© Estate of Ozias Leduc / SODRAC (Montréal)
Portrait of Gertrude Leduc 1940
Oil on composite wood-pulp board
Bequest of Gertrude Leduc, Montreal
One of the most personal and evocative Canadian artists of the late nineteenth and early twentieth centuries, Ozias Leduc worked principally as a church decorator. Over the span of his long career he also produced a great number of easel paintings and drawings of still-lifes, symbolist landscapes, genre scenes, and portraits. The National Gallery owns a total of sixty-sevenworks by Leduc, including a good number of his studies for the decorations for the church of Saint-Hilaire (1891) and the chapel of the Bishop's Palace in Sherbrooke (1922). Born in Saint-Hilaire de Rouville, Quebec, Leduc was the second of ten children of Émilie Brouillette (1840-1918) and Antoine Leduc (1837-1921). It was clearly a close and affectionate family, and prior to 1900, various members served as his principal models. Leduc's younger brother Ulric posed for the National Gallery's drawing (1892) and oil (1892-99) of a youngboy playing a harmonica, Boy with Bread, and Honorius Leduc posed for the canvas The Young Student (1894).
These intimate friendships continued with a later generation as evidenced in the superb portrait of the artist's favourite niece, Gertrude Leduc, generously bequeathed to the National Gallery by the sitter. The artist had first portrayed Gertrude, daughter of his brother Ulric, in a pastel portrait around 1920. Almost twenty years later he depicted her as a mature woman. In the preparatory drawing for the oil, also bequeathed by the sitter to the Gallery, the subject is seated in a three-quarter view, clothed in a housedress, her hands resting on her lap. In the painting she wears more formal attire - a green evening gown, silver shoes, a pearl necklace - and demurely holds her clasped hands in her lap. A framed canvas, undoubtedly one of the artist's landscapes, occupies the upper right corner. The pose and interpretation recall Leduc's portrait of his friend Florence Bindoff (1931-35; Musée national des beaux-arts du Québec), though his portrayals of the two subjects differ considerably. Florence appears elegant and at ease, though reserved, whereas Gertrude seems more personable if somewhat tense. Leduc has captured the complexities of his niece's personality with affection and insight.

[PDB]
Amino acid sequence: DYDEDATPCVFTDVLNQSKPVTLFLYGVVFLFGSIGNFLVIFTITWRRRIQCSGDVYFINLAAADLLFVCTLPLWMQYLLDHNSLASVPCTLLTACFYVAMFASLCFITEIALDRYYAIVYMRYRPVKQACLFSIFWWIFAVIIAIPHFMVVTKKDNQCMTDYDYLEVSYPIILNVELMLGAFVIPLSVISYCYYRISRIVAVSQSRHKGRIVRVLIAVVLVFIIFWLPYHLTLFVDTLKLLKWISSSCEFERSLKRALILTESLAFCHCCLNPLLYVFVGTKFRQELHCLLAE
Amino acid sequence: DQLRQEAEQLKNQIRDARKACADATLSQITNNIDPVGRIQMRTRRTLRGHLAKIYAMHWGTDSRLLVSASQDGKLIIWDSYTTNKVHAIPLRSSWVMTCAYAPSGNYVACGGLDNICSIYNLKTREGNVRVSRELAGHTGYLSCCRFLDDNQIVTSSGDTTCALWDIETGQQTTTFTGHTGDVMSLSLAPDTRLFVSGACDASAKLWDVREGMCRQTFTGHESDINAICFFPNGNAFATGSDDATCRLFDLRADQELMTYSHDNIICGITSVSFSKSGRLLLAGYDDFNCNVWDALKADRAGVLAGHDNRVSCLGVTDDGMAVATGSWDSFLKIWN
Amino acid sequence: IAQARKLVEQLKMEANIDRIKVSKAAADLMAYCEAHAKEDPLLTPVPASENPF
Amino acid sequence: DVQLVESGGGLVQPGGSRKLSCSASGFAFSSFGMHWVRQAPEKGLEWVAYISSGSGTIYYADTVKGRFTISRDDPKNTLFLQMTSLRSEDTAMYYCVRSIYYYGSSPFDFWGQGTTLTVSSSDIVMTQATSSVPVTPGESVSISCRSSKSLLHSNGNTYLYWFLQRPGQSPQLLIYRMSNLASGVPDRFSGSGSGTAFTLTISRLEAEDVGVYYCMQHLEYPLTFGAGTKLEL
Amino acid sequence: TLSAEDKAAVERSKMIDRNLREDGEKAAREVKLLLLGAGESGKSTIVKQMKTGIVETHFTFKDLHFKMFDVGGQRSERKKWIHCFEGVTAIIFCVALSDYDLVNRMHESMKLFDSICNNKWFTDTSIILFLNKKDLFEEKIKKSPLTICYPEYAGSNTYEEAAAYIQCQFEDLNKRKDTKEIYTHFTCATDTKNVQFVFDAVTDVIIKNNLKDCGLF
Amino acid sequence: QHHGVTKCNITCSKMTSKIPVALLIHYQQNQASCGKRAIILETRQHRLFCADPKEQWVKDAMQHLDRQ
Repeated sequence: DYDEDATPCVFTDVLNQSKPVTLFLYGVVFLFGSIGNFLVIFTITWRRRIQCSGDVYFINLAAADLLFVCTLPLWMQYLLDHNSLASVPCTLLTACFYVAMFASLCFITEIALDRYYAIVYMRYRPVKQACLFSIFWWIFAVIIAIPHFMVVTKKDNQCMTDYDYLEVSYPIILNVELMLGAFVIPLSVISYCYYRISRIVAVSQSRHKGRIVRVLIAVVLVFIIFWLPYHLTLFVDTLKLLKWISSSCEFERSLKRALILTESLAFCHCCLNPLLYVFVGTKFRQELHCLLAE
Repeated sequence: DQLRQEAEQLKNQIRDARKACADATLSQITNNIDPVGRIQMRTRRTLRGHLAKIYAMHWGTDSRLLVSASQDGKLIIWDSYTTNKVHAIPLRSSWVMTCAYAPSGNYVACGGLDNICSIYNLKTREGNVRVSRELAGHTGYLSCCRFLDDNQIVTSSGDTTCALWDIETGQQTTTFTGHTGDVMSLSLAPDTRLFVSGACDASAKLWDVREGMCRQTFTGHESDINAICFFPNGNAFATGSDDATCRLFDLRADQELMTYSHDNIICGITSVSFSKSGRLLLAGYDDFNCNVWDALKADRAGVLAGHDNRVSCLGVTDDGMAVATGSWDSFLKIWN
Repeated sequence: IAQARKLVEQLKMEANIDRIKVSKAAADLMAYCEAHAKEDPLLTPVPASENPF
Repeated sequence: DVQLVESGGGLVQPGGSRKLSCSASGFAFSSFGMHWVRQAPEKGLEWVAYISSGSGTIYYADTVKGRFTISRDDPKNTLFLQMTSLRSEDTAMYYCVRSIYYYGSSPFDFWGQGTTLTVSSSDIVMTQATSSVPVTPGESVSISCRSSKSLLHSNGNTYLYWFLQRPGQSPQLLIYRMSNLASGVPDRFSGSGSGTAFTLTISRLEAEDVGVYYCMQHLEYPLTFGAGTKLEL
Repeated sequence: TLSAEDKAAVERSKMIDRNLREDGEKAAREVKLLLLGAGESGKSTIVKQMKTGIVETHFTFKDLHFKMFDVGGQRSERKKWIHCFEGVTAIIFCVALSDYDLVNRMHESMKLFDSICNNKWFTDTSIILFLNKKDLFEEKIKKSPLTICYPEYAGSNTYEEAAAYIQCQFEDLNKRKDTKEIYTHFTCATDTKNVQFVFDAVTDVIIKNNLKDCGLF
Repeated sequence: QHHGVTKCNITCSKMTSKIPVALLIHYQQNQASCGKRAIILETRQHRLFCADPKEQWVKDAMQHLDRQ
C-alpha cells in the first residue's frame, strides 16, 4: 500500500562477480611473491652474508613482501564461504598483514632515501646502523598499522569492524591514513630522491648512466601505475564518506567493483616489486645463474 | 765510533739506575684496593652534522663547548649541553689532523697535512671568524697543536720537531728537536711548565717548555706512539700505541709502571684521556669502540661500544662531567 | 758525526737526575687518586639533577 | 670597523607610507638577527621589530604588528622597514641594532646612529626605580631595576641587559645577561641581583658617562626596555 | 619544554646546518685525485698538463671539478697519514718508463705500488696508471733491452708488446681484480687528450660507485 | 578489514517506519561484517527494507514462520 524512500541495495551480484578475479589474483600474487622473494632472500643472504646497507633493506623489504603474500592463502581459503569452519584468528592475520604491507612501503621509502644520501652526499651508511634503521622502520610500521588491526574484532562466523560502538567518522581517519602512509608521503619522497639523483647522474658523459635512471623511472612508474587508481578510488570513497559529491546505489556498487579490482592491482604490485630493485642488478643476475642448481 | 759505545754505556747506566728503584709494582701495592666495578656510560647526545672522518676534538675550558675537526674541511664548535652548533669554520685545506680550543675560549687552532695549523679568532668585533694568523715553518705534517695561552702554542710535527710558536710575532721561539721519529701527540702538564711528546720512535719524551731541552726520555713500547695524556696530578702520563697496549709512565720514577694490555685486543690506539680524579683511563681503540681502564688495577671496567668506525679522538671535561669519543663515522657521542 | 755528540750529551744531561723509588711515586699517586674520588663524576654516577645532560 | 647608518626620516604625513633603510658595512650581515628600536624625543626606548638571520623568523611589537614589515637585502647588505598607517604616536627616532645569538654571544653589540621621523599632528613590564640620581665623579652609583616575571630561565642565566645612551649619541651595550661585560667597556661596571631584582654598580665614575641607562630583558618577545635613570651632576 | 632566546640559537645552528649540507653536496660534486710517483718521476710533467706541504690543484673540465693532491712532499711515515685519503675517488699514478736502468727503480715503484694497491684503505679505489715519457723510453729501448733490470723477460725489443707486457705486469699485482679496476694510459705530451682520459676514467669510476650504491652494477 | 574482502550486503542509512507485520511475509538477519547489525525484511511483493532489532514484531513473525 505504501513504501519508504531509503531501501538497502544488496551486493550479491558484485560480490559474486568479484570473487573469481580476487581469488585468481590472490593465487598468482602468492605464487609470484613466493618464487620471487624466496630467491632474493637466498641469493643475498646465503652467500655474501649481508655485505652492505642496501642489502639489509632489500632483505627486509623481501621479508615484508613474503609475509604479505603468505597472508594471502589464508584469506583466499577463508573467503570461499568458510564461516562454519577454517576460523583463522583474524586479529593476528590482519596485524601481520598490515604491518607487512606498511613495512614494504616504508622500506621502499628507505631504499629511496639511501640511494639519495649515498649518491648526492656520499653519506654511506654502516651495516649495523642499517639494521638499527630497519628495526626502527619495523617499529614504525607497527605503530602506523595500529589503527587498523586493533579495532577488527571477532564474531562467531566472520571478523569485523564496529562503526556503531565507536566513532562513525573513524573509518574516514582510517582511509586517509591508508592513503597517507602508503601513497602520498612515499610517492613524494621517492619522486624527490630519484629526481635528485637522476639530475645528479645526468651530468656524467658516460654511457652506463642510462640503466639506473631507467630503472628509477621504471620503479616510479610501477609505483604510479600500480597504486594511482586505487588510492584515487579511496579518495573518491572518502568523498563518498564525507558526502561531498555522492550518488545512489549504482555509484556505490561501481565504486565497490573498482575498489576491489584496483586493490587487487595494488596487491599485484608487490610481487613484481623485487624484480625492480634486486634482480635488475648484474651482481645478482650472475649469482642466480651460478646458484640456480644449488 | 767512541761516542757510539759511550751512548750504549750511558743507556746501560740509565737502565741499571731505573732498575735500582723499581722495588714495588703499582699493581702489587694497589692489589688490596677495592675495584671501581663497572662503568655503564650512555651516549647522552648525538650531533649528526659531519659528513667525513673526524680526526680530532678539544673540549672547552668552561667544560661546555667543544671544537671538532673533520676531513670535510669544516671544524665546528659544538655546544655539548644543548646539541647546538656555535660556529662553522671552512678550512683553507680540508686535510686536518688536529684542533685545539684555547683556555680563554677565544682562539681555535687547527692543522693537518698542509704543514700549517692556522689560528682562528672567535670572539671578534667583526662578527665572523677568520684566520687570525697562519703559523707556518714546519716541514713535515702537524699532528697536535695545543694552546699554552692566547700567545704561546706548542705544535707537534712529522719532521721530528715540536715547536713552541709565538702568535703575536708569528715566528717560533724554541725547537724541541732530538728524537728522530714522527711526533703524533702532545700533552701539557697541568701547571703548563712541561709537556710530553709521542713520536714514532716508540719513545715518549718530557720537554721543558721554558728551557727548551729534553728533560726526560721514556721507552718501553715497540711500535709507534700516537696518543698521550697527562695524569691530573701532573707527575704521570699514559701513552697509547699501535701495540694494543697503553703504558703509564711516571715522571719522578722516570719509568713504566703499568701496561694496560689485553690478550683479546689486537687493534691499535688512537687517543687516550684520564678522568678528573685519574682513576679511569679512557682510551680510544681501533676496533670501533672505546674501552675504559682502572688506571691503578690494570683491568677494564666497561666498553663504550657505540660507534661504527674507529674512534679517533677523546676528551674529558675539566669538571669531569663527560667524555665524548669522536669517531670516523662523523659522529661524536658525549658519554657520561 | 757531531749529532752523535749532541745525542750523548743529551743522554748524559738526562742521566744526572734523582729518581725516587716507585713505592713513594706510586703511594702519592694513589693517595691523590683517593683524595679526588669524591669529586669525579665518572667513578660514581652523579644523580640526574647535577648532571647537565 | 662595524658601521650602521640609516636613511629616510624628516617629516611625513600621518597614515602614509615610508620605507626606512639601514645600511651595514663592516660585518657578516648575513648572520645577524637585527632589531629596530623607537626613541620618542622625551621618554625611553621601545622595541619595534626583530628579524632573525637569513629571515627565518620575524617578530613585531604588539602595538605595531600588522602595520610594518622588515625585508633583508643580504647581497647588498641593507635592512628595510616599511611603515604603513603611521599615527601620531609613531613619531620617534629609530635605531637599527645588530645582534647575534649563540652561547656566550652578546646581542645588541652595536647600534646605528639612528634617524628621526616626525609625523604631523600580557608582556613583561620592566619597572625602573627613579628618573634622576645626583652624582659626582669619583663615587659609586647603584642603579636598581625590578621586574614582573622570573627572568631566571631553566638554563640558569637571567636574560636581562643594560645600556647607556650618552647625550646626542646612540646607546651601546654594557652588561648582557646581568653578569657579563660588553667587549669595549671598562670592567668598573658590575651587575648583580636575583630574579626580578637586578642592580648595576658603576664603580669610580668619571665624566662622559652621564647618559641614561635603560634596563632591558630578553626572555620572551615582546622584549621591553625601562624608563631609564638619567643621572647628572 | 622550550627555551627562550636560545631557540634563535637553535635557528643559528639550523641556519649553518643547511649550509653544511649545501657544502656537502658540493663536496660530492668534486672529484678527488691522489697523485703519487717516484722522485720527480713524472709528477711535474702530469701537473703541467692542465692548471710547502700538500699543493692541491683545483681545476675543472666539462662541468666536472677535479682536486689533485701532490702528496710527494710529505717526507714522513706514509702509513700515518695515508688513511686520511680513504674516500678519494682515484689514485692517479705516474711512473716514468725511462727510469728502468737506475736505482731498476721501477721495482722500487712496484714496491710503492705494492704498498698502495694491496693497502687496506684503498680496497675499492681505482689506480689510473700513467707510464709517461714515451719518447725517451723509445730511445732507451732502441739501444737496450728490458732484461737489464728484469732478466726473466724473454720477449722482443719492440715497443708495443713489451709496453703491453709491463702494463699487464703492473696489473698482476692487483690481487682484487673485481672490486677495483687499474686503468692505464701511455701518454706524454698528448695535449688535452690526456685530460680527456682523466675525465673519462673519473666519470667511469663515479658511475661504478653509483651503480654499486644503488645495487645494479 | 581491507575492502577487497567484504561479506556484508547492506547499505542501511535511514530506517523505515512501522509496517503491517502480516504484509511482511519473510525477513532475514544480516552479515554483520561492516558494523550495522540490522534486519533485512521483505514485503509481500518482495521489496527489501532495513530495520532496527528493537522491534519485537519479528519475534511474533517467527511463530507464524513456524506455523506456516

The Gallery owns only two portraits by Leduc, both from early in his career: My Mother in Mourning (c. 1890) and the artist's self-portrait (1899) together with its charcoal study. Gertrude Leduc has also kindly bequeathed a small drawing (1893) of Ozias Leduc's sister Ozéma reading, a study related to the canvas Girl Reading (1894; Musée national des beaux-arts du Québec). Portrait of Gertrude Leduc is a wonderful complement to the National Gallery's holdings of works by one of the finest Canadian artists of the period.